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The Washington Post Downplays the Number of People Killed by Police in 2015

The Post’s story was framed to minimize its remarkable findings.

A protester holds a sign at Millions March in New York City on August 12, 2015. (Photo: Saundi Wilson)

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Concerned that official records undercount the number of people shot and killed by police in the United States every year, the Washington Post attempted to compile a list of every fatal police shooting in 2015. The paper found nearly a thousand such cases – more than twice as many as the FBI reports in a typical year.

The Post’s project – which corroborates a similar tally conducted by the British Guardian – is a journalistic accomplishment, as well as an achievement of the Black Lives Matter movement, which has worked to call attention to police violence in the wake of the killing of Michael Brown by police officer Darren Wilson in Ferguson, Missouri, in August 2014.

But it’s hard for me to escape the feeling that the Post story – by Kimberly Kindy and Marc Fisher – was framed by the paper to minimize the project’s remarkable findings. Take the first paragraph that summarizes details of the results:

In a year-long study, the Washington Post found that the kind of incidents that have ignited protests in many US communities – most often, white police officers killing unarmed black men – represent less than 4 percent of fatal police shootings. Meanwhile, the Post found that the great majority of people who died at the hands of the police fit at least one of three categories: They were wielding weapons, they were suicidal or mentally troubled, or they ran when officers told them to halt.

“The kind of incidents that have ignited protests…represent less than 4 percent of fatal police shootings”: That sure sounds like an attempt to play down the number, doesn’t it? Particularly since the write-up never presents the raw number for fatal police shootings of unarmed African-Americans in 2015 – which is 37 – or the more comprehensive number of all unarmed civilians shot and killed: 90. Those numbers can be found on a graphic that accompanied the story in the paper’s print edition, and in an interactive feature online–but are nowhere to be found in the Post’s own article on its project. (“Just 9 percent of shootings involved an unarmed victim,” a sidebar accompanying the graphic began – that word “just” indicating that we should read that as “not so many.”)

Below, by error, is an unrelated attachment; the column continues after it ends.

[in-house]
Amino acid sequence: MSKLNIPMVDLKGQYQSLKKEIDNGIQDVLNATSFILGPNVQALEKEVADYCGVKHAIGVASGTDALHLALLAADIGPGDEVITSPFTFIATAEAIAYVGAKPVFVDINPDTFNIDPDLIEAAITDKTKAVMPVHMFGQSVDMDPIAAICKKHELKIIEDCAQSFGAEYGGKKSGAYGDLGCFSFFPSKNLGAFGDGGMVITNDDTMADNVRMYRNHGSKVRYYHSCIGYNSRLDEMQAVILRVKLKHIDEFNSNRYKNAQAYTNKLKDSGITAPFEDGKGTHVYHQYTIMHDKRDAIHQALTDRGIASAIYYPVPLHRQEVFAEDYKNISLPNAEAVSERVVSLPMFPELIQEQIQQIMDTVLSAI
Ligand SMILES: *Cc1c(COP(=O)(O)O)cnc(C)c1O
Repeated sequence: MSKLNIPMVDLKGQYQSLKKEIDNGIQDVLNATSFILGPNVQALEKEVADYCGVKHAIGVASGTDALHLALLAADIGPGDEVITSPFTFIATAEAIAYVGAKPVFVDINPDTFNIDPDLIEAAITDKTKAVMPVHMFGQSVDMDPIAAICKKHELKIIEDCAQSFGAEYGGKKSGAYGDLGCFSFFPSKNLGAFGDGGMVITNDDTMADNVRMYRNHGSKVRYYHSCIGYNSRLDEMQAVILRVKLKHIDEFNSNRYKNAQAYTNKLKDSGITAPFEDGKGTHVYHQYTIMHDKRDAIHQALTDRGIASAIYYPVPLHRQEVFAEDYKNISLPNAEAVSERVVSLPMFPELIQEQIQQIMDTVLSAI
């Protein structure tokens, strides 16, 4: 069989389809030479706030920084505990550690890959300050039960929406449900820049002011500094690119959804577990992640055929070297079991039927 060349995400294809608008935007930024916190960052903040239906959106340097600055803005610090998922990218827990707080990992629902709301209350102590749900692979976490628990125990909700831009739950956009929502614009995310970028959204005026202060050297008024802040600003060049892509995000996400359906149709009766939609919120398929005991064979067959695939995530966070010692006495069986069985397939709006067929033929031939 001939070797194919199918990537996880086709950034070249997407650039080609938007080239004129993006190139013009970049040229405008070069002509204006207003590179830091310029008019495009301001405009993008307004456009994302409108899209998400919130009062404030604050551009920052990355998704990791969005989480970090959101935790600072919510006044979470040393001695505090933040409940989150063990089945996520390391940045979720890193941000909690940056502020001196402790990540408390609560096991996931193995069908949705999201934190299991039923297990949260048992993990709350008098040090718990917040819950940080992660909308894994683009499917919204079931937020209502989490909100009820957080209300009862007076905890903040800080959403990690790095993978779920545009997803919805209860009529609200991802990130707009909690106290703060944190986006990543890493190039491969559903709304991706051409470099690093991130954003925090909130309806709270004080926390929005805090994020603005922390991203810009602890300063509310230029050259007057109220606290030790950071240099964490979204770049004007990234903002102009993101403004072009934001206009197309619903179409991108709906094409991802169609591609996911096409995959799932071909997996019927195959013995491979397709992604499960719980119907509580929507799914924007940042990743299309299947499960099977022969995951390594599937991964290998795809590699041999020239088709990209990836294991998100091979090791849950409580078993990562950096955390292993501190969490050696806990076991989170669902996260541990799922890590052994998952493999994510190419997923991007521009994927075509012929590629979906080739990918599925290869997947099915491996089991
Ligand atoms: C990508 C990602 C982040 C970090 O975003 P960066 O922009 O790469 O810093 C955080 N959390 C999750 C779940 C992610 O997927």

And the Post’s “meanwhile,” juxtaposed against “incidents that have ignited protests,” implies that the categories that follow would not inspire protest: those killed “wielding weapons,” who were “suicidal or mentally troubled,” or who “ran when officers told them to halt.”

Actually, people very much protest these sorts of police killings, starting with Michael Brown, who ran when Wilson told him to halt. Laquan McDonald, whose death at the hands of Chicago police has resulted in a first-degree murder charge for officer Jason Van Dyke and the ouster of the city’s police chief, was “wielding” a three-inch knife when he was shot 16 times, so he would have been counted in the first category – as would Tamir Rice, since the Post made the questionable choice to count “toy weapons” in the same category as knives.

The piece stresses that police killings can result from “a single bullet fired at the adrenaline-charged apex of a chase,” and prominently cites the argument of Pennsylvania police union president Les Neri that “officers make split-second decisions” while “their bosses, prosecutors, jurors and the public have the luxury of examining every frame of video.” Neri’s quote becomes the pull quote in the print edition:

“We now microscopically evaluate for days and weeks what they only had a few seconds to act on,” Neri said. “People always say, ‘They shot an unarmed man,’ but we know that only after the fact. We are criminalizing judgment errors.”

With a background in law enforcement, Neri must be aware that people can be prosecuted for judgment errors that result in death; that’s why there’s a crime called criminally negligent homicide. Yet the piece presents his argument at length as though it were a novel legal concept to hold people criminally responsible when their bad decisions end up killing people.

The Post’s delicate approach to police killings can be appreciated by comparison with the Guardian’s similar project. For one thing, the Guardian contrasts the numbers with statistics on police killings in Europe, so you can see that the rate at which US cops kill people is far out of line with the frequency of such deaths in comparable countries. For example, England and Wales had 55 fatal police shootings in the last 24 years, while the US had 59 in just 24 days. (The higher level of crime in the US explains some but not much of this difference; the US murder rate is about four times the UK’s, but has a rate of police killings about 70 times as high.)

More viscerally, it’s instructive to compare how the two papers visualize the toll of police killings. In the print edition of the Washington Post, those killed by police are represented by what appear to be stylized bullets – with black dots on the ones that represent African-Americans. On the Post website, the dead appear as stereotyped silhouettes.

On the Guardian site, by contrast, the dead are represented, when possible, by actual photos – revealing themselves not as a set of statistics or a collection of weapons wielded, but as individuals, each a unique human life lost as the result of a police decision. An appreciation of that fact, more than anything, is what’s missing from the Washington Post’s tally of fatal police shootings.

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